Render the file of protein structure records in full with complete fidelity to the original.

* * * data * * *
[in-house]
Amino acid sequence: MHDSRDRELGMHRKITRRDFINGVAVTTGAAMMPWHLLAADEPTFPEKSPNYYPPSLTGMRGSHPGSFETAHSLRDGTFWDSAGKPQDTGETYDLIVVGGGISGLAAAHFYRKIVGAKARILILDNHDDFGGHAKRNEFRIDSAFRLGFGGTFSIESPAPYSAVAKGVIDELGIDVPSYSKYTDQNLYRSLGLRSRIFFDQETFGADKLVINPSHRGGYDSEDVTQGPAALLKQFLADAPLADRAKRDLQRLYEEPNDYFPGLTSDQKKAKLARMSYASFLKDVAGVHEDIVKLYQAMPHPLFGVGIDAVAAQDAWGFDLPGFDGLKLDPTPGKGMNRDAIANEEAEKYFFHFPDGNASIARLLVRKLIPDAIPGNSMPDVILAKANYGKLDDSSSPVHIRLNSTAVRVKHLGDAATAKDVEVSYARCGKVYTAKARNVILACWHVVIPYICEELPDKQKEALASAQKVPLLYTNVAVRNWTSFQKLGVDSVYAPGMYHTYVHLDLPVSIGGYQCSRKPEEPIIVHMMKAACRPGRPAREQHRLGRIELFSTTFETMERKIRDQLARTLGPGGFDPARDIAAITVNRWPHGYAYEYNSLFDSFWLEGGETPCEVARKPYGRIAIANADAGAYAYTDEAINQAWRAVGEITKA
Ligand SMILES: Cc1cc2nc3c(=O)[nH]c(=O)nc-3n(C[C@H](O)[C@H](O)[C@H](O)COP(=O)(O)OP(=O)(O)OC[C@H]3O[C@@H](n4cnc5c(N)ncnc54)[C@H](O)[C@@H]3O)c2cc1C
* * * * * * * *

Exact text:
[in-house]
Amino acid sequence: MHDSRDRELGMHRKITRRDFINGVAVTTGAAMMPWHLLAADEPTFPEKSPNYYPPSLTGMRGSHPGSFETAHSLRDGTFWDSAGKPQDTGETYDLIVVGGGISGLAAAHFYRKIVGAKARILILDNHDDFGGHAKRNEFRIDSAFRLGFGGTFSIESPAPYSAVAKGVIDELGIDVPSYSKYTDQNLYRSLGLRSRIFFDQETFGADKLVINPSHRGGYDSEDVTQGPAALLKQFLADAPLADRAKRDLQRLYEEPNDYFPGLTSDQKKAKLARMSYASFLKDVAGVHEDIVKLYQAMPHPLFGVGIDAVAAQDAWGFDLPGFDGLKLDPTPGKGMNRDAIANEEAEKYFFHFPDGNASIARLLVRKLIPDAIPGNSMPDVILAKANYGKLDDSSSPVHIRLNSTAVRVKHLGDAATAKDVEVSYARCGKVYTAKARNVILACWHVVIPYICEELPDKQKEALASAQKVPLLYTNVAVRNWTSFQKLGVDSVYAPGMYHTYVHLDLPVSIGGYQCSRKPEEPIIVHMMKAACRPGRPAREQHRLGRIELFSTTFETMERKIRDQLARTLGPGGFDPARDIAAITVNRWPHGYAYEYNSLFDSFWLEGGETPCEVARKPYGRIAIANADAGAYAYTDEAINQAWRAVGEITKA
Ligand SMILES: Cc1cc2nc3c(=O)[nH]c(=O)nc-3n(C[C@H](O)[C@H](O)[C@H](O)COP(=O)(O)OP(=O)(O)OC[C@H]3O[C@@H](n4cnc5c(N)ncnc54)[C@H](O)[C@@H]3O)c2cc1C